“You got another wedding invitation!” my brother yelled from the kitchen. I couldn’t believe it. It was the fifth one this year! All of a sudden I had this crazy feeling of déjà vu, and soon I realized…the last time I had such an influx of invitations was during bar and bat mitzvah season in middle school! And here I was at the inauguration of wedding season. Time really does fly.
So far I’ve seen three fellow Bruins tie the knot, and there are quite a few more in the works. (Shout out to Shaina Sedighim and Daniel Levine!) In case you ever find yourself at an Orthodox or Traditional Jewish wedding in the near future, here are a few interesting fun facts and tips to guide your experience. (I don’t know about you, but I was totally lost the first time I attended an Orthodox wedding!)
The Invitation — Mazal Tov!
You may notice that the wedding invitation to a typical Orthodox wedding is a bit different from the average invite. Generally speaking, the invitation includes both a Hebrew side and an English side. Don’t worry if you can’t read the Hebrew — the English side says the exact same thing! Orthodox wedding invitations (as well as invitations to other semachot) usually acknowledge G-d for the upcoming momentous occasion. The wording will be something along the lines of, “It is with profound gratitude to Hashem that…” which points to the centrality of spirituality during the wedding. For Orthodox Jews, the wedding day is not just the celebration of love — it is a commitment to giving, to supporting one another’s spiritual growth.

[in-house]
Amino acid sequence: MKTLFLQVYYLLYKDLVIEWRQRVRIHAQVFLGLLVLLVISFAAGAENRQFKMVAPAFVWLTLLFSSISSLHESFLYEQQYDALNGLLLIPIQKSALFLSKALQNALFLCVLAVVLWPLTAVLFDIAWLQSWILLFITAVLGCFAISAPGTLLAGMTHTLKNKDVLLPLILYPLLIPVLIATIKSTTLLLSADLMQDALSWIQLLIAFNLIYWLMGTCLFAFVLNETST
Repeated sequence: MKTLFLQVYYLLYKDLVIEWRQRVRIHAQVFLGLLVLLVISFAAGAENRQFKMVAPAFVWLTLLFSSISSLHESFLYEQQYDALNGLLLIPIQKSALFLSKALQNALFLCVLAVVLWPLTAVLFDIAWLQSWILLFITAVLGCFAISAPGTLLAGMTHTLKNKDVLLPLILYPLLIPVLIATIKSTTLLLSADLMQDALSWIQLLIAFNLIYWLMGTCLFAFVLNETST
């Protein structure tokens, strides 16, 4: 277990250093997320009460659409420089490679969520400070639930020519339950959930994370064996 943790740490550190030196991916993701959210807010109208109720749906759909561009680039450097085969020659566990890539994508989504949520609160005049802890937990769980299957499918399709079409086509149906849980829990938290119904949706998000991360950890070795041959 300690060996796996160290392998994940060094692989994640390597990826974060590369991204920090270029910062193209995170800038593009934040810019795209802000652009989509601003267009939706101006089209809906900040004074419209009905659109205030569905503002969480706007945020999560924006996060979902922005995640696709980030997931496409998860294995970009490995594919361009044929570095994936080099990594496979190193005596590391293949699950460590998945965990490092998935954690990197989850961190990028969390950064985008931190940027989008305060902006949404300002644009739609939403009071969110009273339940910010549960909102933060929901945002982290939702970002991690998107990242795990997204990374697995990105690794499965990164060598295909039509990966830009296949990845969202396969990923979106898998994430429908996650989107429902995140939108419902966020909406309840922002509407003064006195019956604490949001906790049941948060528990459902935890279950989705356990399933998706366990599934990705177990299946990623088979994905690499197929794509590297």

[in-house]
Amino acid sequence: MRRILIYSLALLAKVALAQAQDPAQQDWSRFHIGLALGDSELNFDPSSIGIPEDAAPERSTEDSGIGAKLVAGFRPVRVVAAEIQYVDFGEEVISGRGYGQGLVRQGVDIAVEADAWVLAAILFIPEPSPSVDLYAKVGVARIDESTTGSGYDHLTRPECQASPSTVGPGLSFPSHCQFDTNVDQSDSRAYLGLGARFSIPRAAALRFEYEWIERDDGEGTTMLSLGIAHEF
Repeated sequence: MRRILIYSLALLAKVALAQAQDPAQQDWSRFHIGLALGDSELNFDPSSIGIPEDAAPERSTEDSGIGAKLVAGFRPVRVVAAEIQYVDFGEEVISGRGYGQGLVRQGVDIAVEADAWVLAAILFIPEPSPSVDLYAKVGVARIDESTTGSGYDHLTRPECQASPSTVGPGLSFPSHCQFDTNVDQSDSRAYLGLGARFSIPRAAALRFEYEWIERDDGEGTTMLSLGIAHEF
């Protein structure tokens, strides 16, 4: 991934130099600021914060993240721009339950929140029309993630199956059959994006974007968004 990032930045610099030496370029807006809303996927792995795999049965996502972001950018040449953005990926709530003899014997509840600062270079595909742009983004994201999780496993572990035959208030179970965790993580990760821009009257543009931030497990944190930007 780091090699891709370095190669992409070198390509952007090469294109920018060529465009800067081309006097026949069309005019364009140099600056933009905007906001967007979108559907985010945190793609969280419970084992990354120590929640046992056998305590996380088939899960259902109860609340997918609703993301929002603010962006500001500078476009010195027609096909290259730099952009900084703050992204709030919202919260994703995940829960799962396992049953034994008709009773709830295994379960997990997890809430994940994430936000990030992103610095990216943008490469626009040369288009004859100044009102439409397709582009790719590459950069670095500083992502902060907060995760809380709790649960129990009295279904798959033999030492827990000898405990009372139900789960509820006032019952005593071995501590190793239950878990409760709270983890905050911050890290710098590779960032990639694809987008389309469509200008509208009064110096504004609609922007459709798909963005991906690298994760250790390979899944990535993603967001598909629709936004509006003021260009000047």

Shabbat before the wedding — the Aufruf
During the Shabbat preceding an Ashkenazi couple’s wedding, the groom is called upon to recite a blessing over the Torah, after which the congregation often throws nuts, almonds and raisins at him in supplement to the exclamations of “Mazal tov!” The nuts and sweets are symbolic of the congregation’s wishes that the couple may have a sweet and fruitful marriage. The Aufruf creates a clear connection between the Torah and the couple’s wedding, setting the tone for sanctity and reminding the couple of their responsibility to build a home dedicated to truth and goodness.
Meanwhile, on the same Shabbat, the bride’s family and friends often organize a party — or Shabbat Kallah — where blessings and stories are exchanged in anticipation of the big day.
The wedding day — Boker Tov!
The wedding day is considered a personal Yom Kippur for the couple — their previous transgressions as individuals are erased as they receive their new, complete soul. In order to tap into the same spiritual energy present during Yom Kippur, the bride and groom include Yom Kippur confessions in their prayers; Ashkenazi couples also fast until the wedding ceremony. The bride dresses in white, which is universally symbolic of purity. (Ashkenazi grooms traditionally don a white robe as well, called a kittel). Persian grooms wear a distinctive kippah, embroidered with gold and known as a kolah naghdeh, to the ceremony.
Before the wedding, a Persian or Sephardi bride will usually give her groom a special tallit (prayer shawl), over which the groom makes a blessing. The couple then stands under the wedding canopy together, draped in the tallit.
Pre-ceremony festivities — Kabbalat Panim and/or henna